Clubfoot is one of the most common birth defects. Two hundred thousand babies are born with clubfoot each year, and left untreated, they will be subjected to a life of pain and disability.
The Ponseti method is the standard treatment globally. Serial casting of the infant’s feet during the first six to eight weeks of life is followed by positioning the feet in an externally rotated position using reverse last footwear attached to a bar; a tenotomy is often performed as well. The Ponseti method has satisfactory results, but can be problematic, particularly in less-resourced countries with limited access to healthcare. Casting requires significant weekly travel, maintaining consistent hygiene can be difficult, and fixing the feet to a bar is often poorly tolerated by the child and resisted by parents, making compliance an issue.
The French functional method, a lesser known but effective technique, uses extensive stretching and taping of the foot between clinic appointments, making it labor intensive and requiring parental training.
Twelve years ago, I was approached by an orthopedist seeking a solution for clubfoot that caregivers would find more acceptable than the boots and bar method. This started a journey that has culminated in a radically different approach with excellent early results. I set out to create a brace that would recreate the French technique, but uses a plastic brace to duplicate the dynamic stretching, allowing for full-time management of the condition.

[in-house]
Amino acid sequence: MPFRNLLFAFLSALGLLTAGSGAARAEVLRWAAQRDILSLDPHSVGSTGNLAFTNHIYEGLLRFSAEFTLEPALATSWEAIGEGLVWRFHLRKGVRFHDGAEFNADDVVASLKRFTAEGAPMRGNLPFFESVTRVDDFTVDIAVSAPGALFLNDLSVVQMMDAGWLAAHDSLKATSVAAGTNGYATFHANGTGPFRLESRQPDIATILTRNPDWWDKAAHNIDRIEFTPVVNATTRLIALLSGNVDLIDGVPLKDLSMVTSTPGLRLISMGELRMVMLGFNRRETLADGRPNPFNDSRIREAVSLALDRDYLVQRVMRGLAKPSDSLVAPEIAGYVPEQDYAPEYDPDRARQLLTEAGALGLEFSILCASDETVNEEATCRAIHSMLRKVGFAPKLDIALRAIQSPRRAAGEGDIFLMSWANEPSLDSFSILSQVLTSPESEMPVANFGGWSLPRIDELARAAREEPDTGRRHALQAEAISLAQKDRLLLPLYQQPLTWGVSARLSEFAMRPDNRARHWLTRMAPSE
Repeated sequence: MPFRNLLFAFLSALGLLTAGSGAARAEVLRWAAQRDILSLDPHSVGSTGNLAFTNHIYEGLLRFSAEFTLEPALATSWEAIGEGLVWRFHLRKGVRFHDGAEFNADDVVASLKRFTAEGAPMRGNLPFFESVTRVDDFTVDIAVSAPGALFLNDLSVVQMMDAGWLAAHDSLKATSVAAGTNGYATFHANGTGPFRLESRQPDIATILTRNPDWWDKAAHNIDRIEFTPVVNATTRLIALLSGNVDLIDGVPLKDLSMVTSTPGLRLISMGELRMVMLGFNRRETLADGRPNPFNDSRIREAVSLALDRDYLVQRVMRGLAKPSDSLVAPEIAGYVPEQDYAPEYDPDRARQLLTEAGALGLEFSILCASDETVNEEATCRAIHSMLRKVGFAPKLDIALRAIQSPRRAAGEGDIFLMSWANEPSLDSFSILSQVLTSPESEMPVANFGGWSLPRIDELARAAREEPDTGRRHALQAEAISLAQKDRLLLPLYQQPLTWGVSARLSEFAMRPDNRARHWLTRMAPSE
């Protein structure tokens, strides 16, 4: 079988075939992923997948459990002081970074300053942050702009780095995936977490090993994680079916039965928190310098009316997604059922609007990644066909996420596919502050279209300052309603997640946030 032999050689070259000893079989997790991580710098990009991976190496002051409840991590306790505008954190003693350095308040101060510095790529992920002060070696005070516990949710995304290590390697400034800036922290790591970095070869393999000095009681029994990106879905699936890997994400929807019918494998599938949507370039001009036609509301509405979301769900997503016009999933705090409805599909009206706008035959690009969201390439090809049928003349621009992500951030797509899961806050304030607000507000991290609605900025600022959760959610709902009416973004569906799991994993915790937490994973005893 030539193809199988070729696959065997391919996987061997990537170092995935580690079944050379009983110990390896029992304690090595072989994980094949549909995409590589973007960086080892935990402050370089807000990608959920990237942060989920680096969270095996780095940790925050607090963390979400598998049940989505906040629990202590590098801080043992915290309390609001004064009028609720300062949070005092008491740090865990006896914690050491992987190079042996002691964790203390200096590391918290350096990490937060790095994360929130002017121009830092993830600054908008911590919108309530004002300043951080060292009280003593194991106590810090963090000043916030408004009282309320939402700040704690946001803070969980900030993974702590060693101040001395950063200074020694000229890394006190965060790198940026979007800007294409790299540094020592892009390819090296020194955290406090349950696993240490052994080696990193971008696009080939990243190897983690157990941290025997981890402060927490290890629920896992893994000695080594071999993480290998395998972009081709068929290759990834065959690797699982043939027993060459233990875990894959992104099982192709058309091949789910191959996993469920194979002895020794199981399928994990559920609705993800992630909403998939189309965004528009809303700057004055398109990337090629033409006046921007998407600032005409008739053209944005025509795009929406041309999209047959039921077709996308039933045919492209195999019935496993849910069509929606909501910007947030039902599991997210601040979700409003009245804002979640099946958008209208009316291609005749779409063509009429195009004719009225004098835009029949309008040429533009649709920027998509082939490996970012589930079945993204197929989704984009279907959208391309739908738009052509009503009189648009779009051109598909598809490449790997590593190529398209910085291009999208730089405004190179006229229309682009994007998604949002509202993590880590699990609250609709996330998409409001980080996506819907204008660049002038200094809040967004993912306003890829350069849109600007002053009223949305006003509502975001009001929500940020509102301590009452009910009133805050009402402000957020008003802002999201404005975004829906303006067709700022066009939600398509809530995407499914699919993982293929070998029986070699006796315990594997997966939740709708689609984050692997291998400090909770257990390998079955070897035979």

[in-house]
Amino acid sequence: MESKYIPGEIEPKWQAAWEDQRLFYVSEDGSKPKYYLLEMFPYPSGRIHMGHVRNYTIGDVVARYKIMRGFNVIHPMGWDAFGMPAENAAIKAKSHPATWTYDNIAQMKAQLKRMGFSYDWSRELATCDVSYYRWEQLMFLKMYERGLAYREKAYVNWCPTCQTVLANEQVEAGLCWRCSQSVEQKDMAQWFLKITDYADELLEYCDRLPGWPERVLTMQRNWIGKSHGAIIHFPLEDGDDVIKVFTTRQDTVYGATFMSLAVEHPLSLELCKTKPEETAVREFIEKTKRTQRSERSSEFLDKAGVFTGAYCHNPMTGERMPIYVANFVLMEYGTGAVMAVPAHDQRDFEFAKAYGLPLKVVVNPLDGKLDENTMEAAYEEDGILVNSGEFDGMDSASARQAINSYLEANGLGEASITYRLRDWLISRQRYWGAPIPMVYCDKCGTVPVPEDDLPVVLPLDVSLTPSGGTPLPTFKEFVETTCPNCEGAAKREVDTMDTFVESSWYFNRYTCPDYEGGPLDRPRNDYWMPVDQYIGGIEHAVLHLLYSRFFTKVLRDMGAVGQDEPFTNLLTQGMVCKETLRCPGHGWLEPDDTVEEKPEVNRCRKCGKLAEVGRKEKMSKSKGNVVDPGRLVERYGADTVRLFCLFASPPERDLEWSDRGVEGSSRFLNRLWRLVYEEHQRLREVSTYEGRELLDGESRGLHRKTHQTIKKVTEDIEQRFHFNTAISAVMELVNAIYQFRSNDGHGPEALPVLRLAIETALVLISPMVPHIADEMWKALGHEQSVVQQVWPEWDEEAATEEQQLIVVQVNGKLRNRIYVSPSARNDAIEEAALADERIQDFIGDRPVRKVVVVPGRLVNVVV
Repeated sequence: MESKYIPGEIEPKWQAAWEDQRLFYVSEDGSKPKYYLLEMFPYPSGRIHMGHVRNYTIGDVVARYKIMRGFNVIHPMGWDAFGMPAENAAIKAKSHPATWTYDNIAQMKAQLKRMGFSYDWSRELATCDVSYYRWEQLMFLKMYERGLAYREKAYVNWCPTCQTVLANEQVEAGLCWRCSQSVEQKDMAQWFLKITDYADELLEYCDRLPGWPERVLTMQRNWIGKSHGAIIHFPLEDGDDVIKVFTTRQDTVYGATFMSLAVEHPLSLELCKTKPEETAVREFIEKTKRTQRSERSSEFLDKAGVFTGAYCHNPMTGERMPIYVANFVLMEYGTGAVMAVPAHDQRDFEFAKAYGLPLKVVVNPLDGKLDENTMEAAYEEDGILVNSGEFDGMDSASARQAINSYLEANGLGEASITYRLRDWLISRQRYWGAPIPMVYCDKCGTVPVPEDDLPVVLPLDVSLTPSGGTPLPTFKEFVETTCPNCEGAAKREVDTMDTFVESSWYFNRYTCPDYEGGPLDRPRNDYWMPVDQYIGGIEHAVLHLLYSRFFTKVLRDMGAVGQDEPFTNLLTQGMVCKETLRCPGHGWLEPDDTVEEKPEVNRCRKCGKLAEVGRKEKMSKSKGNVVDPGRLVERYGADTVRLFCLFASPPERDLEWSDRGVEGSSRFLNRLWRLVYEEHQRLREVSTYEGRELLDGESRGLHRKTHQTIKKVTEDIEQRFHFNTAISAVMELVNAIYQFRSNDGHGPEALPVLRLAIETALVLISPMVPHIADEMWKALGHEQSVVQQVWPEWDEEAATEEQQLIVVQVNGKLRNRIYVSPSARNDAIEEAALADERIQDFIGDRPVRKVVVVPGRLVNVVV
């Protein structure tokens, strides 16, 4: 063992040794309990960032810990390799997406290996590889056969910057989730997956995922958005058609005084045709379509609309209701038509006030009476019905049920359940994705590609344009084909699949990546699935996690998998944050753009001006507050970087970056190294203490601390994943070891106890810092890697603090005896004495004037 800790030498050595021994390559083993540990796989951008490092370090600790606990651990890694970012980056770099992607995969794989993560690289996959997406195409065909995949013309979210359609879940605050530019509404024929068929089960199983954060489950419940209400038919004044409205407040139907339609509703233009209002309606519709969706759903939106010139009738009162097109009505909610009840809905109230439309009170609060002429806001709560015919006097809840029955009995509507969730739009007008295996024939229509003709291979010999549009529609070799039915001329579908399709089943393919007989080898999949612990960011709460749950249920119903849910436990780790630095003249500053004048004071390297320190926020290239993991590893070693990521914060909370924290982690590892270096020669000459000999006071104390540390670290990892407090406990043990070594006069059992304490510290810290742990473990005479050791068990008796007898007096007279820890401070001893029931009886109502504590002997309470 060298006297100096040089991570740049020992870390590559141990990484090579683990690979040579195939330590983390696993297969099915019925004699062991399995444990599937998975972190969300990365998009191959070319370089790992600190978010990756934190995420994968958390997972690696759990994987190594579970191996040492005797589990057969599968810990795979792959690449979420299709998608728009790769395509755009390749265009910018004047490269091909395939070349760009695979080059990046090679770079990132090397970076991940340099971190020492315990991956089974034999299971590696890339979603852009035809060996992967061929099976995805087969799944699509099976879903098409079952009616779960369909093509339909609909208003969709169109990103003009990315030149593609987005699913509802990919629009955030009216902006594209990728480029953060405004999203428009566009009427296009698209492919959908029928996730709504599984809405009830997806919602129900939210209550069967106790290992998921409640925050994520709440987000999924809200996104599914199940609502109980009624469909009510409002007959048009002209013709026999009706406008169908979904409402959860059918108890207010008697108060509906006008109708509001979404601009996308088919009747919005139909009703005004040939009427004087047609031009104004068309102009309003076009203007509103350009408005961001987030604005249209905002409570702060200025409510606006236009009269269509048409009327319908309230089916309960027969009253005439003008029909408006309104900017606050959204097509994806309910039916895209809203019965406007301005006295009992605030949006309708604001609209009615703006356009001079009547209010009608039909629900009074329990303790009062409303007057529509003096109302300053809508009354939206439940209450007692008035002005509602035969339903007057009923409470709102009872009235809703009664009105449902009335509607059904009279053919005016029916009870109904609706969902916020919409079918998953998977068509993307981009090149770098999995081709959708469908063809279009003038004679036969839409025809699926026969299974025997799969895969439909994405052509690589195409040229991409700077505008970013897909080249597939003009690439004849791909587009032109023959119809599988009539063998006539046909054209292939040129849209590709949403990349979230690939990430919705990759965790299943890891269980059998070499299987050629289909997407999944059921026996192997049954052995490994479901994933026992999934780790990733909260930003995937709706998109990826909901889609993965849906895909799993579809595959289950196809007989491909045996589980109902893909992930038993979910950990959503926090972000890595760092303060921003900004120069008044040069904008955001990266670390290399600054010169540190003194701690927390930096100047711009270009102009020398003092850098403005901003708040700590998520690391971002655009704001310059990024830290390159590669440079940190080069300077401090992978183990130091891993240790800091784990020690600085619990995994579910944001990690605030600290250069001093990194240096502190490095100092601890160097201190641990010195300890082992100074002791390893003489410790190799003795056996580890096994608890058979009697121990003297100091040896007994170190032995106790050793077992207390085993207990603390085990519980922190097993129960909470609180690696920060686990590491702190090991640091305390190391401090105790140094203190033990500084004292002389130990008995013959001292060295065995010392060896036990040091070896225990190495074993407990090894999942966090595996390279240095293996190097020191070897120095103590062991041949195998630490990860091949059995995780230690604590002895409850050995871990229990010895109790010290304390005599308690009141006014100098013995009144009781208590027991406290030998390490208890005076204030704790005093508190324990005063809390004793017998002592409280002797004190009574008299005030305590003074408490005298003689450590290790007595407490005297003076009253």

Since then, I have developed a low-tech, open source brace that requires about $12 in materials and allows movement in any plane. At rest, the foot is dynamically connected to the thigh—the foot is externally rotated, abducted, and dorsiflexed with a spiral of plastic. The child is free to roll over, crawl, or walk. The brace is now modular, so adjustments can allow it to continue to fit over six to nine months as the infant grows. Two sizes take the baby from casting to completion in about 24 months—a third of the treatment time required with the Ponseti method. Using the same spiral brace concept, I developed a third brace that can replace Ponseti casting for a newborn.
My daughter, Jordan, while studying healthcare delivery in Africa, decided she wanted to bring this treatment to Kenya. Her initiative attracted the attention of CURE International, a volunteer-based group that works to correct clubfoot globally, providing care for 20,000 babies every year using the Ponseti method. Excited about the potential for a modular, reusable brace that could be fabricated locally and inexpensively, CURE invited us to initiate a trial.
Using money that Jordan raised from fundraisers, she and I traveled to Kijabe Hospital, Kenya. We brought materials and fabrication forms and taught local orthotists how to fabricate and fit the brace, and follow up on the treatment. It was fascinating melding our techniques with their technology. For example, they vacuum form AFOs but use small pieces of broken glass to smooth the edges. Our initial trial involved six babies and has recently been expanded to include 60 more. Going to Kijabe with my daughter was an overwhelming experience; so many things had come together unexpectedly along the way so that this simple idea could eventually make such a huge difference.
Jerald Cunningham, CPO, is the owner of Cunningham Prosthetic Care, Wells, Maine. He can be reached at . Images, discussions, and a video link showing the brace can be found at www.cunninghamprostheticcare.com/clubfoot-bracing.